Lachlan Morton has a 600 km buffer on the Tour peloton
Amidst the chaos and carnage of the Tour de France it’s easy to forget that there is another race underway.
Lachlan Morton, an EF Education-Nippo rider from Australia who has long marched to the beat of his own drum, set off from Brest on the same day as the peloton with a bit of a bonkers plan: to ride the entire Tour route – plus all the transfers – entirely self-supported, and beat the race to Paris.
The whole thing is a fundraising initiative for World Bicycle Relief, a charity that provides utilitarian bikes to people in the developing world, where a bike can make the difference between a child being able to get an education or not. EF Education-Nippo’s apparel sponsor, Rapha, and EF Education have each chipped in 500 bikes, and further donations are invited.
So far, the Alt Tour has raised close to £200,000.
As for Morton? He’s had some ups and downs – literal and metaphorical. When we last checked in on our intrepid hero, he was ailed by a bad knee. Deal-breaker? Not nearly. He’d bought some flat pedals at a small town bike shop, rode two stages in one day in a pair of Birkenstocks, and had a leisurely sleep in a field.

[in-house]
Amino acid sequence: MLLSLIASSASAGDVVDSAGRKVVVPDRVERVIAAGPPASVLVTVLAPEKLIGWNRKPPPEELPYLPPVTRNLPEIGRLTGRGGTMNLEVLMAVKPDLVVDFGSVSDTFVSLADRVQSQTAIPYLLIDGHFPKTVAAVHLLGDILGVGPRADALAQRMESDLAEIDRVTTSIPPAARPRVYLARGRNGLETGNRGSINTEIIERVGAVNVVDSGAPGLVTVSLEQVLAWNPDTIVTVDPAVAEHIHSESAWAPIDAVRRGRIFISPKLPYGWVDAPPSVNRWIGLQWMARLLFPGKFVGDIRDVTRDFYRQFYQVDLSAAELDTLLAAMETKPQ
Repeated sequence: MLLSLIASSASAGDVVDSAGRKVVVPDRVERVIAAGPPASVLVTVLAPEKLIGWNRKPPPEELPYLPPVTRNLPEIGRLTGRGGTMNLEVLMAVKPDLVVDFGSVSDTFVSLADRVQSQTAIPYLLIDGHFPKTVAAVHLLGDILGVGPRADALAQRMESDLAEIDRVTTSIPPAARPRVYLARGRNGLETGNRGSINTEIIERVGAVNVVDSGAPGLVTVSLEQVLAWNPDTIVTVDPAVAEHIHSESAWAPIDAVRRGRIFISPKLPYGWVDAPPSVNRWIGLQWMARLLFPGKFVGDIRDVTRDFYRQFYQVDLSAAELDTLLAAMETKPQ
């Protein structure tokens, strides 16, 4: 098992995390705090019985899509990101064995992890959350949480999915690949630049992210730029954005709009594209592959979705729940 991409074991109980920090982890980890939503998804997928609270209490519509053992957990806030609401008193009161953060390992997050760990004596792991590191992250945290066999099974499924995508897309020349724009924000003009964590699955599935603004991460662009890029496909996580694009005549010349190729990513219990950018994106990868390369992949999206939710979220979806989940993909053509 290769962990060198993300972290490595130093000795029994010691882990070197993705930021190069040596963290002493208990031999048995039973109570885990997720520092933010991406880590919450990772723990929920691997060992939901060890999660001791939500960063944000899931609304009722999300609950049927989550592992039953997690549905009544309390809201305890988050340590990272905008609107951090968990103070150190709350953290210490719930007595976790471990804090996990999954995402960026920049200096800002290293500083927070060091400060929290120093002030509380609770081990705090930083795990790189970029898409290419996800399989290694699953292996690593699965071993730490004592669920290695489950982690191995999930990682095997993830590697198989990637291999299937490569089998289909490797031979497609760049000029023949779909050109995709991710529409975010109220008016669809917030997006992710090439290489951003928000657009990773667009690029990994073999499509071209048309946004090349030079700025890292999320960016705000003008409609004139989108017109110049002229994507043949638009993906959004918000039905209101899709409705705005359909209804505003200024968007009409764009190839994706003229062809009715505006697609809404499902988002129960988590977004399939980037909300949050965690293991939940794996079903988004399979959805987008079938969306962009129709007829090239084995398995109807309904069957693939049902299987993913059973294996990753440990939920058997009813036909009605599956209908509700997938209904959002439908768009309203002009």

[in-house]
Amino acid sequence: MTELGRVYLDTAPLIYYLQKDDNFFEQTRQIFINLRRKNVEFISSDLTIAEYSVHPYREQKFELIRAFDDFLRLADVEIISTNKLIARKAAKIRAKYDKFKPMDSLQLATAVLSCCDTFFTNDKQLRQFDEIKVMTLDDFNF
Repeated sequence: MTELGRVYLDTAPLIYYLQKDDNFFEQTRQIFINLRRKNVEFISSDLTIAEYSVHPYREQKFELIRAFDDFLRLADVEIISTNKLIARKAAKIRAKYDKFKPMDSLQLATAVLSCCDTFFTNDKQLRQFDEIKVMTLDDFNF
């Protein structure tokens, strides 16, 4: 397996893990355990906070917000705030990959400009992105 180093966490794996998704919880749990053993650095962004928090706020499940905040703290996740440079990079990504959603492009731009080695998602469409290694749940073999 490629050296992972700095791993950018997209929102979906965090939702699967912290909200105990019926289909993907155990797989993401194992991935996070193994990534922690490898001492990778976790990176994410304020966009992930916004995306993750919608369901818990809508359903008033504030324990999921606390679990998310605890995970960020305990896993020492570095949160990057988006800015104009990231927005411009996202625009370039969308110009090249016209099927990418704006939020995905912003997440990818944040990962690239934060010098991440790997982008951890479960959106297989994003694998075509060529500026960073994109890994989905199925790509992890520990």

The good news: Morton is back in conventional cleated shoes. The bad news: his sandals “fell victim” to stages 8 and 9, which sounds ominous and looks even worse.
That wasn’t the only obstacle facing the Australian on Friday: he took a wrong turn, went up an extra climb, had wet camping equipment and ran out of food. For breakfast, cold instant coffee.
No matter. He pushed through Saturday, completing the remaining parts of the climbing stages that the peloton has just finished, before continuing on his way to Provence and a looming double date with Mont Ventoux.
On the way toward Ventoux, Morton had several run ins with the puncture fairy, exhausting his supply of spare tubes and forcing an improvised fix with his inflatable mattress repair kit.
Fortunately he found an open bike shop, scored some spares and continued towards a Very Big Mountain. And then up it, for the first of two times.
One ascent completed, Morton called it for the day. For dinner, he had tacos, steak and chips and chased it with a glass of red.
Nine days in, Morton has put in 114 hours in the saddle, covering 2,822 km and climbed 34,113 metres. That’s brought him to the halfway mark of the entire colossal 5,500 km challenge, giving him a 600 km buffer on the peloton.
He continues today with the second climb of Mont Ventoux and will complete stage 11, while the peloton has a breather after finishing stage 9.